Crewe believes Anthesis are well place to help organisations with the culture shift towards implementing a sustainability strategy that goes beyond compliance with new technologies and tools like SCATTER (Setting City Area Targets and Trajectories for Emissions Reduction). Anthesis has been working with Greater Manchester Combined Authority and the Tyndall Centre (Manchester University) for over a year with funding from BEIS (the government department for Business, Energy & Industrial Strategy) to create a carbon and energy footprint, modelling and target tool. “Our internal team have developed the platform and a combination of in-house colleagues have provided expertise and guidance. In a nutshell it’s been a ground-breaking project to measure city-level emissions, model future scenarios, set reduction targets (in line with international standards) and deliver pathways to implement change.” It will be rolled-out to other UK core cities in the coming months and there are plans to create different versions of the tool, working alongside corporate entities and sectors.

Anthesis work in partnership with academia to evaluate and understand opportunities with emerging technologies like these and is also allied with a number of NGOs and non-profits, working closely with the likes of the Waste Resources Action Program to help support solutions for reducing waste across the UK and Europe. “We’re also a partner of the Consumer Goods Forum, an organisation set up to provide sustainable focus and intelligence insight for retailers and manufacturers across the globe,” adds Crewe, who is proud of the opportunities taken by Anthesis to provide thought leadership and guidance on food waste across the UK as part of its collaboration with the Institute of Grocery Distribution (IGD).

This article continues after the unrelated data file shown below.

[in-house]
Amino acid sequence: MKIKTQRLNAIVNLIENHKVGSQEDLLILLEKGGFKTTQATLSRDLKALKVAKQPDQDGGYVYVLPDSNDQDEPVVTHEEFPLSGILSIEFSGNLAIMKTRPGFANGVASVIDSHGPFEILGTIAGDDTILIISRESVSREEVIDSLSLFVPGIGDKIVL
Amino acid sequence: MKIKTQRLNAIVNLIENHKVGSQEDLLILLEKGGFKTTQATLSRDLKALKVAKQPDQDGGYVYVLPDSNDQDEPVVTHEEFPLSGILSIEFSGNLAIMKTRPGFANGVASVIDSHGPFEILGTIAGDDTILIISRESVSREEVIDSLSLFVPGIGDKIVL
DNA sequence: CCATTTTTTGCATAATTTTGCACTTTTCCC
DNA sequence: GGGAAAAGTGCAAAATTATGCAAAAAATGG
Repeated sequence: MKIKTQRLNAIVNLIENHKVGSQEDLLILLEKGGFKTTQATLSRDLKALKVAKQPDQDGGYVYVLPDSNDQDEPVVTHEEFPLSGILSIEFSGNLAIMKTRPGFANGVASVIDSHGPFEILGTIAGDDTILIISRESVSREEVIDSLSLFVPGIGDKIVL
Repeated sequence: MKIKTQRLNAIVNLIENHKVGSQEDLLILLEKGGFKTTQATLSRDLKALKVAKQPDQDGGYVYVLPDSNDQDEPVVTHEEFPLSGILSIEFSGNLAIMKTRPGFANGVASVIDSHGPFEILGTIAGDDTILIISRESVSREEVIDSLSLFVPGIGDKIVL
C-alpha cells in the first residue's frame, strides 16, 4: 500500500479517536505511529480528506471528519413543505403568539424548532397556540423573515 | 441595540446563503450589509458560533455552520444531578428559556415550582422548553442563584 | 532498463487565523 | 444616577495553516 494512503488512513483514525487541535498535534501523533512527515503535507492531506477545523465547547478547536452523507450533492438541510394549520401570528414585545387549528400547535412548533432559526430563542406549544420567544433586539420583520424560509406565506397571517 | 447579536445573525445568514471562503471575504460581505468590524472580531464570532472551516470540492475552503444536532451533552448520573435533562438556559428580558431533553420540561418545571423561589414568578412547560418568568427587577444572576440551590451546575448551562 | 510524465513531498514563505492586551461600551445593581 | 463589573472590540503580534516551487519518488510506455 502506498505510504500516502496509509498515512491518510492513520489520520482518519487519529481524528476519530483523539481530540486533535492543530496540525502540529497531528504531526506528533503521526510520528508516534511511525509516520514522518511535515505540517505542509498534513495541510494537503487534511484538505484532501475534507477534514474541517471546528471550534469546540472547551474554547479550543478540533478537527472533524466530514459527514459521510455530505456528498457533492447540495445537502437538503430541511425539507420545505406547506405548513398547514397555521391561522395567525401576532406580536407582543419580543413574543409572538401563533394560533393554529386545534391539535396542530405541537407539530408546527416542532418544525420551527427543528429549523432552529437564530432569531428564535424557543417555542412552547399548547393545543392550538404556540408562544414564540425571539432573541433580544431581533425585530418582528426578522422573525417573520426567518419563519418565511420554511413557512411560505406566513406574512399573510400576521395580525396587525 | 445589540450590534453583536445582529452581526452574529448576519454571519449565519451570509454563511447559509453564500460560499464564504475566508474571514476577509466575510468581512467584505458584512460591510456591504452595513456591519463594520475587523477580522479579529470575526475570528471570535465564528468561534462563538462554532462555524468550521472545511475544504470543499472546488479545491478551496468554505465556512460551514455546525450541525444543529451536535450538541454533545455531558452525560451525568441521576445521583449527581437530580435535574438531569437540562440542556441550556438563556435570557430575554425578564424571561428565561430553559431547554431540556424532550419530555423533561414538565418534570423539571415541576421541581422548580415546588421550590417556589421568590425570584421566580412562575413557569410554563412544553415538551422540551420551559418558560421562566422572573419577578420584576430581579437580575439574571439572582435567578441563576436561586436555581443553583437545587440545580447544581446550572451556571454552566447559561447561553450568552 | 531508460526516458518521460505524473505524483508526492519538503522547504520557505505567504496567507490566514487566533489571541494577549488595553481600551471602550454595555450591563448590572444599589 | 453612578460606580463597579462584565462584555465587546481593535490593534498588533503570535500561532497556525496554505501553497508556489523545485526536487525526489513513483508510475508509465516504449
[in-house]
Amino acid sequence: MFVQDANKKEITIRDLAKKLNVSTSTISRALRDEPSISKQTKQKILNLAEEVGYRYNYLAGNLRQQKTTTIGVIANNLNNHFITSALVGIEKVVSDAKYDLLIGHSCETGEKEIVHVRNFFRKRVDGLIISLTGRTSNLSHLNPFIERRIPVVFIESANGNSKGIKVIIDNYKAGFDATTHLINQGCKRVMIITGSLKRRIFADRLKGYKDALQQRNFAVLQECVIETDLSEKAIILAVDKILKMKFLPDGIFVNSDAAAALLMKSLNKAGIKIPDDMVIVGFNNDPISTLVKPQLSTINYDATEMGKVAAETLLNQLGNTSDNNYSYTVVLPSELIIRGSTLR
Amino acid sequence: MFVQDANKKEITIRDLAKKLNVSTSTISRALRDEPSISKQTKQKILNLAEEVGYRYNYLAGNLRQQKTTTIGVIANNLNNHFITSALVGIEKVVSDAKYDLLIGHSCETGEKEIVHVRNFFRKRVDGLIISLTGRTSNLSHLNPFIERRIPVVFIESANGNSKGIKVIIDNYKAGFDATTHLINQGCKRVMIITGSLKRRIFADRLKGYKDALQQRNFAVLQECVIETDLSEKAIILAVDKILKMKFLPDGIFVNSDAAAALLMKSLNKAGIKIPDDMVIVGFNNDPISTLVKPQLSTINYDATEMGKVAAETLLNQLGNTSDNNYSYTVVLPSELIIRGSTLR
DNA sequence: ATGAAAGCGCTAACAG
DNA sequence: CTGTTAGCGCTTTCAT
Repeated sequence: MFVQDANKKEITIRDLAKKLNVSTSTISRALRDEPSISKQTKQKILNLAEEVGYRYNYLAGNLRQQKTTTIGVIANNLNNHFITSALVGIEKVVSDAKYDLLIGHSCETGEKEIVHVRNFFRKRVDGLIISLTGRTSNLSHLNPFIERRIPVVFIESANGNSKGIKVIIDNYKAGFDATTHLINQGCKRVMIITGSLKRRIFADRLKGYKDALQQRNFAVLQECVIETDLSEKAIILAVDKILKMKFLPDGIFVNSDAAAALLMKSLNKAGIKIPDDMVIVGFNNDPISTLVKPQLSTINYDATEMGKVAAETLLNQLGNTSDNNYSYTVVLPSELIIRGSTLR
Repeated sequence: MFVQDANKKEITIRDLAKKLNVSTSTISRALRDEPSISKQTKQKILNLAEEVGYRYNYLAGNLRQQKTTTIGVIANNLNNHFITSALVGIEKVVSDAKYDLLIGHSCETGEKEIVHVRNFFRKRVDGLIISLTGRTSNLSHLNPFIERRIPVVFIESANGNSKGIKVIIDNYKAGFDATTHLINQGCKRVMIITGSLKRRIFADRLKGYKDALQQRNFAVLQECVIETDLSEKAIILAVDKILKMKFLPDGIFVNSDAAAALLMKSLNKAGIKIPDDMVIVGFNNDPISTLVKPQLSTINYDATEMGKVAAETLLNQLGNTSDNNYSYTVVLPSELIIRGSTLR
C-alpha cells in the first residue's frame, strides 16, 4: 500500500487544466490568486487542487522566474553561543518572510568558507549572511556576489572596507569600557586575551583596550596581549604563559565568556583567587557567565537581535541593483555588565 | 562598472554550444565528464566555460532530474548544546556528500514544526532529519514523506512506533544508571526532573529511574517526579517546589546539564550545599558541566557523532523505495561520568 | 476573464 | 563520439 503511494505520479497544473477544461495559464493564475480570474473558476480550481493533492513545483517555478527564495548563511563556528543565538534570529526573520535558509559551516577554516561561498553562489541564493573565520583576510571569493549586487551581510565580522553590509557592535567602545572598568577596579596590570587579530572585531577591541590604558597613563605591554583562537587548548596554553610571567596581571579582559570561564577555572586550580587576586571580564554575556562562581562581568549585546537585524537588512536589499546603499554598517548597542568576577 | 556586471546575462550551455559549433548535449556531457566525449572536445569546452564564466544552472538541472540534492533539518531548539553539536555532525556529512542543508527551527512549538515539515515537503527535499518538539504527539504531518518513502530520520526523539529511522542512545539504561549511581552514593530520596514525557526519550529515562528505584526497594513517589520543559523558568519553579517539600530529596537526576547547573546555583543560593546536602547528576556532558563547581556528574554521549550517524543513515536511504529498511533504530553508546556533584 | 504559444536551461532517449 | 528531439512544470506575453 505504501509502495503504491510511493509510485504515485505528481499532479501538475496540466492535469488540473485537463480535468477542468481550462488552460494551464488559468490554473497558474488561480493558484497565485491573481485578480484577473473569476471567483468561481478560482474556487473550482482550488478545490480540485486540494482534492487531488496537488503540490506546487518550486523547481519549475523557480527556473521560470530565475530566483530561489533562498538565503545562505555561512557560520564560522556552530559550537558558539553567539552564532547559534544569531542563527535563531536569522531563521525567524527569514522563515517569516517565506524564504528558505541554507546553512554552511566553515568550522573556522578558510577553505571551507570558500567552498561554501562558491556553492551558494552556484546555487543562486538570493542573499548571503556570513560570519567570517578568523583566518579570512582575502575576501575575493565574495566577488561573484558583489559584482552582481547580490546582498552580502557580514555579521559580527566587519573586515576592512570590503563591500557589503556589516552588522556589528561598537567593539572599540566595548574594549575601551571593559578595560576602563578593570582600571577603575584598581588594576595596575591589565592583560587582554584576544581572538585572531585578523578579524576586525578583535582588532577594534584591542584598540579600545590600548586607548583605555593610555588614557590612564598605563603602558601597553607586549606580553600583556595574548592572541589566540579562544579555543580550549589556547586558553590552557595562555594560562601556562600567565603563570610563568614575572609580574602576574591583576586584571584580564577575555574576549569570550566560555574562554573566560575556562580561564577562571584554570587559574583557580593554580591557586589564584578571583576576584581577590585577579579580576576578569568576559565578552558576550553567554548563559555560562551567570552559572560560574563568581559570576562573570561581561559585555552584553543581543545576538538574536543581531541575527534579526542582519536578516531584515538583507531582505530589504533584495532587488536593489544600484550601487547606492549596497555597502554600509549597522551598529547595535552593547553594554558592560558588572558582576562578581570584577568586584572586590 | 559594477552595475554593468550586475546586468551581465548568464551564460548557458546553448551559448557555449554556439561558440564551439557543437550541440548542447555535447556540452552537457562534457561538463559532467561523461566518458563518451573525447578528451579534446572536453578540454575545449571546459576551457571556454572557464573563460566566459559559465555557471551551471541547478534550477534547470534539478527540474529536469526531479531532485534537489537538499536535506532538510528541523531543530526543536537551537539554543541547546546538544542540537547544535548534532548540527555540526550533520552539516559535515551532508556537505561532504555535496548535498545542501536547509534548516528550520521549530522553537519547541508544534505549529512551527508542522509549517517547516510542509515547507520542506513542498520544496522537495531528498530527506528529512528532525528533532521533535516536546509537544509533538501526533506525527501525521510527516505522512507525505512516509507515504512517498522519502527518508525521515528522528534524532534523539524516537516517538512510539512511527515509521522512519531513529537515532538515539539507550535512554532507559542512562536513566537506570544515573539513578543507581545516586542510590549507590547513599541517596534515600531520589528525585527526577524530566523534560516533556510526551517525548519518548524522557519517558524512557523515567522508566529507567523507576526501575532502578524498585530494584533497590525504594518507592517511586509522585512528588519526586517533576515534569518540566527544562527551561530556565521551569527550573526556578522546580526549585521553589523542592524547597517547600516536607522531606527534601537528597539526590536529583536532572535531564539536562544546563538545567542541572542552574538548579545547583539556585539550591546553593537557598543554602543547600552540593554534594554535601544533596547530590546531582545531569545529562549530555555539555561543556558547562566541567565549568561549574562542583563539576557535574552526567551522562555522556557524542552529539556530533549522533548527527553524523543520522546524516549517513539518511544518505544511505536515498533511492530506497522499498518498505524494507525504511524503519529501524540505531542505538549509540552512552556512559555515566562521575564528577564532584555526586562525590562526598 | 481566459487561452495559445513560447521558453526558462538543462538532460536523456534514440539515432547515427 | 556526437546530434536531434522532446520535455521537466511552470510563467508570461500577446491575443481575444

Crewe is mindful of the obstacles to further progress and notes that the shifting sands of government legislation can often cause uncertainty when it comes to driving innovation and investment. Meanwhile, the spectre of Brexit has caused organisations to slow down until they have more certainty around what it will mean for their business. Crewe also notes the rate of change with technology has surpassed expectations in the last few years… “For example, with energy lighting the efficiency of the LED processors has improved incredibly. Sometimes organisations see that rate of change and then choose to wait for the next iteration, so it can almost become a challenge to tick that box and try something new.”

Awareness around sustainability has spiked. Thanks to TV shows like Blue Planet, plastics has become extremely topical. “We have a division dedicated to helping people across the world to plan, mitigate and do the right thing by their business when it comes to packaging and the use of plastics. During my time in retail it’s one of the biggest examples of the profile of an issue being raised, it’s such a positive trend and something we’re being asked to help on more and more,” says Crewe.